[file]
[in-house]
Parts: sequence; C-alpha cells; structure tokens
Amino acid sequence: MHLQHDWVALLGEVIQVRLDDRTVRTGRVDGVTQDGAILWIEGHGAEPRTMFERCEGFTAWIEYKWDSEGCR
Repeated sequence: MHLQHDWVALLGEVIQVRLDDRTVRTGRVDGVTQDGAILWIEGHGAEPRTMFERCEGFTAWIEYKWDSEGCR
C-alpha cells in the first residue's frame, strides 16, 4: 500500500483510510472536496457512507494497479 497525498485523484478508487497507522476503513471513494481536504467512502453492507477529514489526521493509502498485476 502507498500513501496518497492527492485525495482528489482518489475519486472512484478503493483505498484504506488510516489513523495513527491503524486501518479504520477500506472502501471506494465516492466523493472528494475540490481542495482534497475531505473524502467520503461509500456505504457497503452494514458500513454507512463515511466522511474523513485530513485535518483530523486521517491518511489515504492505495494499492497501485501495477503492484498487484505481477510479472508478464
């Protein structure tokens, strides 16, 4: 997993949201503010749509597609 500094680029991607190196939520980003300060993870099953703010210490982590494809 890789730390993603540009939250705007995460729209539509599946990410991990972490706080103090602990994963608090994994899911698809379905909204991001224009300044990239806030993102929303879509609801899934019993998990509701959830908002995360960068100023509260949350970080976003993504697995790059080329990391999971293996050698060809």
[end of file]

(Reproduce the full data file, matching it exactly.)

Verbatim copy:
[in-house]
Parts: sequence; C-alpha cells; structure tokens
Amino acid sequence: MHLQHDWVALLGEVIQVRLDDRTVRTGRVDGVTQDGAILWIEGHGAEPRTMFERCEGFTAWIEYKWDSEGCR
Repeated sequence: MHLQHDWVALLGEVIQVRLDDRTVRTGRVDGVTQDGAILWIEGHGAEPRTMFERCEGFTAWIEYKWDSEGCR
C-alpha cells in the first residue's frame, strides 16, 4: 500500500483510510472536496457512507494497479 497525498485523484478508487497507522476503513471513494481536504467512502453492507477529514489526521493509502498485476 502507498500513501496518497492527492485525495482528489482518489475519486472512484478503493483505498484504506488510516489513523495513527491503524486501518479504520477500506472502501471506494465516492466523493472528494475540490481542495482534497475531505473524502467520503461509500456505504457497503452494514458500513454507512463515511466522511474523513485530513485535518483530523486521517491518511489515504492505495494499492497501485501495477503492484498487484505481477510479472508478464
């Protein structure tokens, strides 16, 4: 997993949201503010749509597609 500094680029991607190196939520980003300060993870099953703010210490982590494809 890789730390993603540009939250705007995460729209539509599946990410991990972490706080103090602990994963608090994994899911698809379905909204991001224009300044990239806030993102929303879509609801899934019993998990509701959830908002995360960068100023509260949350970080976003993504697995790059080329990391999971293996050698060809």